The U.S. Geological Service (USGS) of Anchorage has been conducting land-bird research on the Seward Peninsula of northwestern Alaska for over two decades. One of the current research projects seeks to understand how shifting vegetation communities driven by climate change are affecting Passerine and other land-bird communities.
The landcover of the Seward Peninsula is mainly open Tundra: wide swaths of treeless country dominated by low shrubs and grasses. However, the coniferous Boreal Forest that covers much of Canada and interior Alaska spreads its fingers onto the eastern Seward Peninsula.
A remarkably diverse community of songbirds can be found where the Tundra and Boreal Forest meet. It is here that we recently spent three days assisting USGS biologists capture songbirds in an attempt to quantify blood parasite loads.
We captured Boreal Forest specialists such as Gray Jays, Boreal Chickadees, Yellow-rumped Warblers, Dark-eyed Juncos, Varied Thrushes, and Ruby-crowned Kinglets. Other Boreal Forest birds we encountered but did not capture included Pine Grosbeak and Northern Goshawk.
Many of the USGS mist nets were set up exactly where the Boreal Forest meets the Tundra. Here we captured a diverse assortment of songbirds including Orange-crowned and Wilson’s Warblers, Northern Waterthrushes, Common and Hoary Redpolls, Gray-cheeked Thrushes, and White-crowned Sparrows. We were also fortunate enough to capture a number of Arctic Warblers, an Alaskan specialty.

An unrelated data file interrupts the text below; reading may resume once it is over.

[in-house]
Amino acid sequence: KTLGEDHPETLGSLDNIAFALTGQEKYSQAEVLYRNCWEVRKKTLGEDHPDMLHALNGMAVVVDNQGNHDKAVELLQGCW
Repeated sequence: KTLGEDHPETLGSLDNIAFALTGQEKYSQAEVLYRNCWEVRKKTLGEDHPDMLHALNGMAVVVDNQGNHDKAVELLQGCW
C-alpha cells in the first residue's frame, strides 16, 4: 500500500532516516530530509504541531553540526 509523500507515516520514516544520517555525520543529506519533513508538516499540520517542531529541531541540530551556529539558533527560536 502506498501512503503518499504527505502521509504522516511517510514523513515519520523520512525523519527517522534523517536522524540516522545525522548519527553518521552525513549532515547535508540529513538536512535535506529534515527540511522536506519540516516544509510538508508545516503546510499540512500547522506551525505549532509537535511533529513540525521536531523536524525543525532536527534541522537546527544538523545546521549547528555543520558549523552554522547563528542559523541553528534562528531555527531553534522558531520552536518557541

We plan on accompanying USGS biologists for more bird-banding soon. Part 2 will feature the tundra community birds that inhabit the treeless open-country covering much of the Seward Peninsula and northern Alaska. It is here that we hope to capture the elusive Bluethroat…
Tags: alaska, Alaska Science Center, arctic warbler, boreal chickadee, boreal forest, climate change, gray jay, orange-crowned warbler, seward peninsula, tundra, yellow-rumped warbler